To design their headquarters, the Perot family chose to work with Seattle- and San Francisco-based Mithun. The firm brought its experience working with Silicon Valley’s biggest names in flexible workspaces, allowing teams to form and re-form as needed and enabling both focused individual work and collaborative effort. Its multidisciplinary team was also well suited to the Perot family’s goals for this particular building.
“Of the groups we interviewed, Mithun was the clear winner, primarily because of the design concept they delivered,” says Perot Jr. “We liked how the building and surrounding grounds were incorporated and showcased the natural beauty of the site, and how they included landscape design as a part of the architecture team.”
Mithun’s integrated design team of architects, interior designers and landscape architects included two Dallas-based firms: architect-of-record BOKA Powell and collaborating interior designer Emily Summers Design Associates.
An Indoor-Outdoor Workplace
In contrast to the suburban corporate campuses of the 1960s and 1970s, where offices were surrounded by vast lawns, the design team, working with the clients, made sure that the landscape was an integral part of the building complex. Their plan placed all parking below grade and called for a three-story, concrete-frame building of 185,000 square feet, just 20 percent of what could have been built on the site. While the site was zoned for up to 1 million square feet and a height limit of 240 feet (18 stories), the family’s goal wasn’t to maximize the size of the building. Rather, they wanted the building to blend into the treetops and take full advantage of the lush creek-side property.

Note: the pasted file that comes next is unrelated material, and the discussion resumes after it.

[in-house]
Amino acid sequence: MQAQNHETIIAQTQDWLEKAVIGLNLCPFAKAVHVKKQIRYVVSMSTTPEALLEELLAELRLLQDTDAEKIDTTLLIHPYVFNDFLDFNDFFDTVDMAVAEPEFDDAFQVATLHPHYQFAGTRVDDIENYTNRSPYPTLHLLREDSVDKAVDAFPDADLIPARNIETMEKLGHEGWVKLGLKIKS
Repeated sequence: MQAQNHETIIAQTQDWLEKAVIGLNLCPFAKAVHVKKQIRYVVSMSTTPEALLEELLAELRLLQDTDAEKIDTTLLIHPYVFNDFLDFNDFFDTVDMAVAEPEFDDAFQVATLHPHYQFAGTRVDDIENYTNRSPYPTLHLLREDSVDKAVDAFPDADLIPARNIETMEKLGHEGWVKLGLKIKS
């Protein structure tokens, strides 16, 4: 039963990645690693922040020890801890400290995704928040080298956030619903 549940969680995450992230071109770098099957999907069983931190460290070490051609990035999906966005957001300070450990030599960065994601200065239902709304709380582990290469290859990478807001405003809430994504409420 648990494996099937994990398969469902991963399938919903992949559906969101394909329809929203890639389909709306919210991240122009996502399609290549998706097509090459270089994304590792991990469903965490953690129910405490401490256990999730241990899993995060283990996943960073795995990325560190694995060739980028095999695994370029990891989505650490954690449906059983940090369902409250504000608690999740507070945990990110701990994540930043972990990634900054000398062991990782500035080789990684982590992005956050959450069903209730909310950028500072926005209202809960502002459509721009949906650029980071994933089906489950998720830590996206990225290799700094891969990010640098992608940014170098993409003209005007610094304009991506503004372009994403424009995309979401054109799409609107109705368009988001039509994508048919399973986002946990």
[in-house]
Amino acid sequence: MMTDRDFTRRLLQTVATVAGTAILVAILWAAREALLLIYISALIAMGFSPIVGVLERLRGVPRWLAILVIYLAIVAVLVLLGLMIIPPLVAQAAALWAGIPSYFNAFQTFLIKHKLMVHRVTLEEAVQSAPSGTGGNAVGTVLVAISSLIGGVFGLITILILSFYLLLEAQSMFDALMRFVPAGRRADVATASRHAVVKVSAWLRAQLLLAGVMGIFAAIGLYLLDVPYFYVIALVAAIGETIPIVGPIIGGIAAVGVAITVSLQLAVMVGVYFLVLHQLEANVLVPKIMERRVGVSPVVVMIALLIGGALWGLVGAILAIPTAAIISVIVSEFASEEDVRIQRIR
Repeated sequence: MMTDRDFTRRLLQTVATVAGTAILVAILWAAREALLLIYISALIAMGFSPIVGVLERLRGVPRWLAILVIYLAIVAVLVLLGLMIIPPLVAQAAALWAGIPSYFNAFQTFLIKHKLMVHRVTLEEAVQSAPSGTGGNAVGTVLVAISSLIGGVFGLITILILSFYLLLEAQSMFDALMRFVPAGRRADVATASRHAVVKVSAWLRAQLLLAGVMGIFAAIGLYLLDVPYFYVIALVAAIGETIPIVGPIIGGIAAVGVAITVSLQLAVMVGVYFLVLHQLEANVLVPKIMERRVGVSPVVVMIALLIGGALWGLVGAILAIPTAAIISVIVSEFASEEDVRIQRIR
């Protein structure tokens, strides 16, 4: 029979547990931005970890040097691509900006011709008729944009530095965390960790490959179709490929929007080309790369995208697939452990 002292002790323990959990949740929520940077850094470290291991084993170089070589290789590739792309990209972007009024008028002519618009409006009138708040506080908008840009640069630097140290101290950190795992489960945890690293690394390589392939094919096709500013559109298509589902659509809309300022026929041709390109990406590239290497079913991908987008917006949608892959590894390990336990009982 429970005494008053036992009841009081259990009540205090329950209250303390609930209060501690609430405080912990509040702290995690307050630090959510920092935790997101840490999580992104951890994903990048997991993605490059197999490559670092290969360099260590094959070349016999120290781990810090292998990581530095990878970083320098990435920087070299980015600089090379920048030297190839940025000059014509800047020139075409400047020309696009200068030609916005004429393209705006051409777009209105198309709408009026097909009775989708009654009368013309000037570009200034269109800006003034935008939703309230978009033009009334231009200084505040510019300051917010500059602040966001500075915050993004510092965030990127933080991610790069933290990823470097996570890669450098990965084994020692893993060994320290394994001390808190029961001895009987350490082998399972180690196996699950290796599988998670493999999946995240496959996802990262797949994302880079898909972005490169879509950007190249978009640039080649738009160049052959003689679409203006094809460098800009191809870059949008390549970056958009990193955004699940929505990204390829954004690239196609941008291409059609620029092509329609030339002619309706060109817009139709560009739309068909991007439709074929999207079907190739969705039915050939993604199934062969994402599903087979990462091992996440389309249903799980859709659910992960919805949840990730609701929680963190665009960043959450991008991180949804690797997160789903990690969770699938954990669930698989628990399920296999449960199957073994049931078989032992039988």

The central gathering space known as the “Intersection” contains a variety of places where employees can meet and collaborate, including this ground-floor cafe and dining area.
Photograph © Bruce Damonte
Research confirms that exposure to nature can result in a measurable reduction in stress levels and improvements in health. Limiting the building’s height to three stories helped create a healthy workplace in two ways. It encourages employees to spend time outside by making it easier for them to step out for a break or hold a walking meeting. It also encourages them to use the stairs instead of the elevators, which are discreetly tucked away, since employees have only a few floors to traverse.
To bring the outside in, a glass curtain wall around the perimeter provides visual transparency as well as maximum daylight. Views into the surrounding tree canopy create a sense of being part of the landscape, which can materially enhance well-being. A 2003 study by Heschong Mahone Group found that customer service representatives with seated access to views of the outdoors experienced a 6 to 7 percent increase in productivity.
The abundant use of natural materials in the interior design also heightens the indoor-outdoor connection. Oak, a native wood, is the predominant species used for everything from the wood-slat ceilings and wide-plank floors to the treads of the central staircase. The lighting also helps reiterate the subtle patterns of nature. The dining area’s ceiling of wood slats with integrated LED lighting is designed to mimic the dappled light that comes through the trees outside.